In the foregoing description and following claims, the concrete terms "columns" and "rows" are used to simplify description. Since rotating FIG. 2 (in the plane of the paper) 90 will interchange columns and rows without otherwise affecting the operation of the device, it is deemed obvious that these terms are used in a purely relative sense, and that consistent substitution of one of the terms for the other (and vice versa) will not affect the operation in any way. Stated in other terms, the columns can be more or less horizontal in FIG. 2 as long as the rows are then read as more or less vertical. In general, the terms columns and rows merely mean that two distinct types of sub-arrays which make up the intersection type of matrix array schematically shown in FIG. 2; and, in fact, neither need be actually vertical nor horizontal, nor is it critical that they even designate sub-arrays which are actually perpendicular to each other (rather than they merely intersect each other in some regular manner).

Patent Citations
Cited PatentFiling datePublication dateApplicantTitle
US3794990 *Nov 11, 1971Feb 26, 1974Canon KkSystem for driving liquid crystal display device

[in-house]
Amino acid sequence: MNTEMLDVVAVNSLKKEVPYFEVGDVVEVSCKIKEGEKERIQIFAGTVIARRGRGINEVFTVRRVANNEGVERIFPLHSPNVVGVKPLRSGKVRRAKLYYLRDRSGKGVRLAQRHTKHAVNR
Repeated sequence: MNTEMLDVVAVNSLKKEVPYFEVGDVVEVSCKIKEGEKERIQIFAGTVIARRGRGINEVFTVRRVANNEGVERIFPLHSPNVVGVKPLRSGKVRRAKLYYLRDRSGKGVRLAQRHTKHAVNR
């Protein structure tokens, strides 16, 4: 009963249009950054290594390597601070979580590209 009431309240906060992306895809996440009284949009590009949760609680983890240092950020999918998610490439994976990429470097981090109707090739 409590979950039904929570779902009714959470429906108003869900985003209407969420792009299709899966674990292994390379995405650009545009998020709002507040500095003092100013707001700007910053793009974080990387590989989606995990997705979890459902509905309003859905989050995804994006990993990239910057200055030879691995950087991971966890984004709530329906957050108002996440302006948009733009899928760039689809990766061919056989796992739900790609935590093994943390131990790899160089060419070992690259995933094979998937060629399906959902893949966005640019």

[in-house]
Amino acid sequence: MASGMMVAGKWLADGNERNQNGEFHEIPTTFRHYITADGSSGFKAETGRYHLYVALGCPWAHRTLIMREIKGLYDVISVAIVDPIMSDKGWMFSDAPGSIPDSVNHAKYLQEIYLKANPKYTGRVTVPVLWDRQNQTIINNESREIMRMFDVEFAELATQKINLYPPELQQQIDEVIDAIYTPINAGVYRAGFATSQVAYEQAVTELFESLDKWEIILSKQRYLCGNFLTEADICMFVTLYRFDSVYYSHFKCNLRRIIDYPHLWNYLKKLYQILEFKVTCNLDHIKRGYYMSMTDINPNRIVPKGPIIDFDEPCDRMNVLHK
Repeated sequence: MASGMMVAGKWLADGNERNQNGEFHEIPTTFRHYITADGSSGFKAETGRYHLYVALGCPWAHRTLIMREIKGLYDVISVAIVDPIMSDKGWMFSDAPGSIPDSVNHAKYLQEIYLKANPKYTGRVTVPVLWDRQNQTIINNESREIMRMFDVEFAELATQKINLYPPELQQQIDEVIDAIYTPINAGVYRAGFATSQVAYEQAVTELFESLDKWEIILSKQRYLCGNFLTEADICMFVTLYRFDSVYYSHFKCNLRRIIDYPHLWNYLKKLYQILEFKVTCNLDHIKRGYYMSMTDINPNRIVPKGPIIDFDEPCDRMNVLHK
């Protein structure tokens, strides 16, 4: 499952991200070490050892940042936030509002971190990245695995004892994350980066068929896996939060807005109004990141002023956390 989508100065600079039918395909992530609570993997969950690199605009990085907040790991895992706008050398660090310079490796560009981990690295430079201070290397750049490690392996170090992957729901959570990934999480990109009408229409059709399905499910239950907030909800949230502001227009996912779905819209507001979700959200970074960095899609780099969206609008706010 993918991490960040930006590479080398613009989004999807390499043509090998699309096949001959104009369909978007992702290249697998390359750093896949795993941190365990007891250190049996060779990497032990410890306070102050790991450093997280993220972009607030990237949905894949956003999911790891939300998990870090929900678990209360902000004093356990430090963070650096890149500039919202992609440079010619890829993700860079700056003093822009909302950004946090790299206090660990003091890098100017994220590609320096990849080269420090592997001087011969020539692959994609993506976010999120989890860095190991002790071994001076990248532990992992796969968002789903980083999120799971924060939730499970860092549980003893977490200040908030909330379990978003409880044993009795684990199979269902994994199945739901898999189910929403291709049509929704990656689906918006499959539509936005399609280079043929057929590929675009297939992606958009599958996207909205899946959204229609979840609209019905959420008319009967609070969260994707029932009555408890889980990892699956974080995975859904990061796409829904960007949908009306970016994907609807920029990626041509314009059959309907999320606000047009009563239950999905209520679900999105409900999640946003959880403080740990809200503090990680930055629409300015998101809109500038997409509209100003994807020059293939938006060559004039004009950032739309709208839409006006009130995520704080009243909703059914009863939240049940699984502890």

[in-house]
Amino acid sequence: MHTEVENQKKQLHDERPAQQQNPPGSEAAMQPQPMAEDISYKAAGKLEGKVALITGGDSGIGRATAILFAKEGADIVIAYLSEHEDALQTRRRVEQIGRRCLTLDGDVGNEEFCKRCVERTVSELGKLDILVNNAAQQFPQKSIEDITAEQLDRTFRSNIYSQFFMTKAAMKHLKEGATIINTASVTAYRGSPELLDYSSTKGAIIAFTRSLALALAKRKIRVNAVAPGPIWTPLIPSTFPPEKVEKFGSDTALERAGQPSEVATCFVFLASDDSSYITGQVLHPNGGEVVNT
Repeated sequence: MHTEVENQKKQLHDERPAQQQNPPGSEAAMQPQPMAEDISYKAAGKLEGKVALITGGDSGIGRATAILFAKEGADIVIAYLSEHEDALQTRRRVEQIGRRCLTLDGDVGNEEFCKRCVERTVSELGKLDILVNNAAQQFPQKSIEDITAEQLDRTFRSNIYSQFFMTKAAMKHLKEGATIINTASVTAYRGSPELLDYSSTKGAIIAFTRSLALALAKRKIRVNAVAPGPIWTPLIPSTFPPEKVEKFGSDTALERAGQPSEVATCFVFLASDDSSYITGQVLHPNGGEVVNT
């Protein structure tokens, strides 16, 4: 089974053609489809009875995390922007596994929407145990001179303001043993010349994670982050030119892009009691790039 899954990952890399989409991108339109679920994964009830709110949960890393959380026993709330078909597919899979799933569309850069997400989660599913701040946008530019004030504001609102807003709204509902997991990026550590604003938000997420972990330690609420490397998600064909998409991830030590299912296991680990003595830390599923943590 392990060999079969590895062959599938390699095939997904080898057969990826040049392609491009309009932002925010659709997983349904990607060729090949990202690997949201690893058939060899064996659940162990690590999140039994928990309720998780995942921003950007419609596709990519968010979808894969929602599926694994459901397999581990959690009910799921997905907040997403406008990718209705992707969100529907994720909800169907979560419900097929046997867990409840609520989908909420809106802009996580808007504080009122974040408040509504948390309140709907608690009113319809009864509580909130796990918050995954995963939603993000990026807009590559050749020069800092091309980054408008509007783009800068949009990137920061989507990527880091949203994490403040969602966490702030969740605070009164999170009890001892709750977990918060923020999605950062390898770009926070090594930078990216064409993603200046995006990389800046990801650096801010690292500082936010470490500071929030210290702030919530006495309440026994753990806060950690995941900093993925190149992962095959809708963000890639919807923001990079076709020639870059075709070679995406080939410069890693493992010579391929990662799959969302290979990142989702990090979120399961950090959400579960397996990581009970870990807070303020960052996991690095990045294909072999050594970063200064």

Non-Patent Citations
Reference
1 *Two-Freq., Compensated Threshold Multiplexing of L. C. Displays, Alt et al., IBM Tech. Discl. Bull., Oct. 1973, Vol. 16, No. 5, pp. 1578-1581.
Referenced by
Citing PatentFiling datePublication dateApplicantTitle
US4066333 *May 18, 1976Jan 3, 1978Commissariat A L'energie AtomiqueMethod of control of a liquid-crystal display cell
US4100540 *Nov 17, 1976Jul 11, 1978Citizen Watch Co., Ltd.Method of driving liquid crystal matrix display device to obtain maximum contrast and reduce power consumption
US4119367 *Mar 3, 1976Oct 10, 1978Edward Peter RaynesLiquid crystal displays
US4212010 *Sep 28, 1977Jul 8, 1980Siemens AktiengesellschaftMethod for the operation of a display device having a bistable liquid crystal layer
US4281324 *Oct 27, 1978Jul 28, 1981Sharp Kabushiki KaishaMatrix type liquid crystal display
US4359729 *Oct 17, 1978Nov 16, 1982Sharp Kabushiki KaishaMatrix type liquid crystal display with faculties of providing a visual display in at least two different modes
US4468661 *Sep 4, 1979Aug 28, 1984U.S. Philips CorporationMatrix excitation circuit for an oscilloscope display screen comprising a liquid crystal